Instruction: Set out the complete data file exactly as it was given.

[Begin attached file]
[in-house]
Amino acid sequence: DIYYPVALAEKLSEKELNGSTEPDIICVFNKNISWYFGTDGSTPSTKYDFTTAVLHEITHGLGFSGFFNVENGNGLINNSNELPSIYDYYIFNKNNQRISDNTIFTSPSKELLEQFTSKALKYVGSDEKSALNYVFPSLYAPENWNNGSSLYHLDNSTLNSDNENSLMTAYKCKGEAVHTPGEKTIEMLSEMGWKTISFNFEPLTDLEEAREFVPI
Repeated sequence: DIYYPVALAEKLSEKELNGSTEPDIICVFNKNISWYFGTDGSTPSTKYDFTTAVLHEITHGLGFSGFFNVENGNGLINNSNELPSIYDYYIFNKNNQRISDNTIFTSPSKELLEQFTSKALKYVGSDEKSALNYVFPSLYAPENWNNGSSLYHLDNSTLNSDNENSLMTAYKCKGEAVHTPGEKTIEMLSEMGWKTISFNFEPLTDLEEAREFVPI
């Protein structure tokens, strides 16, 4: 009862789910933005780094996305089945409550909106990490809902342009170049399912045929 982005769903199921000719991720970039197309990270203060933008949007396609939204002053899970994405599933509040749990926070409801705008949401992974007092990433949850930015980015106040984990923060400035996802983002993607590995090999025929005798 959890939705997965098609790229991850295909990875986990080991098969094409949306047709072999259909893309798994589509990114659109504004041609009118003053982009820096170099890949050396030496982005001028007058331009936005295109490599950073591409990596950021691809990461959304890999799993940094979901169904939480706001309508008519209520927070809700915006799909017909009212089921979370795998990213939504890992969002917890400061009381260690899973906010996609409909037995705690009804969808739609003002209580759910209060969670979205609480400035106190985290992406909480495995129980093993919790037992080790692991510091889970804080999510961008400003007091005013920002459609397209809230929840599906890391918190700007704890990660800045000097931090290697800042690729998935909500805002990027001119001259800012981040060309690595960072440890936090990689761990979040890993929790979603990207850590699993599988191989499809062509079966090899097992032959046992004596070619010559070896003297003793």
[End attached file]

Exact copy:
[in-house]
Amino acid sequence: DIYYPVALAEKLSEKELNGSTEPDIICVFNKNISWYFGTDGSTPSTKYDFTTAVLHEITHGLGFSGFFNVENGNGLINNSNELPSIYDYYIFNKNNQRISDNTIFTSPSKELLEQFTSKALKYVGSDEKSALNYVFPSLYAPENWNNGSSLYHLDNSTLNSDNENSLMTAYKCKGEAVHTPGEKTIEMLSEMGWKTISFNFEPLTDLEEAREFVPI
Repeated sequence: DIYYPVALAEKLSEKELNGSTEPDIICVFNKNISWYFGTDGSTPSTKYDFTTAVLHEITHGLGFSGFFNVENGNGLINNSNELPSIYDYYIFNKNNQRISDNTIFTSPSKELLEQFTSKALKYVGSDEKSALNYVFPSLYAPENWNNGSSLYHLDNSTLNSDNENSLMTAYKCKGEAVHTPGEKTIEMLSEMGWKTISFNFEPLTDLEEAREFVPI
């Protein structure tokens, strides 16, 4: 009862789910933005780094996305089945409550909106990490809902342009170049399912045929 982005769903199921000719991720970039197309990270203060933008949007396609939204002053899970994405599933509040749990926070409801705008949401992974007092990433949850930015980015106040984990923060400035996802983002993607590995090999025929005798 959890939705997965098609790229991850295909990875986990080991098969094409949306047709072999259909893309798994589509990114659109504004041609009118003053982009820096170099890949050396030496982005001028007058331009936005295109490599950073591409990596950021691809990461959304890999799993940094979901169904939480706001309508008519209520927070809700915006799909017909009212089921979370795998990213939504890992969002917890400061009381260690899973906010996609409909037995705690009804969808739609003002209580759910209060969670979205609480400035106190985290992406909480495995129980093993919790037992080790692991510091889970804080999510961008400003007091005013920002459609397209809230929840599906890391918190700007704890990660800045000097931090290697800042690729998935909500805002990027001119001259800012981040060309690595960072440890936090990689761990979040890993929790979603990207850590699993599988191989499809062509079966090899097992032959046992004596070619010559070896003297003793």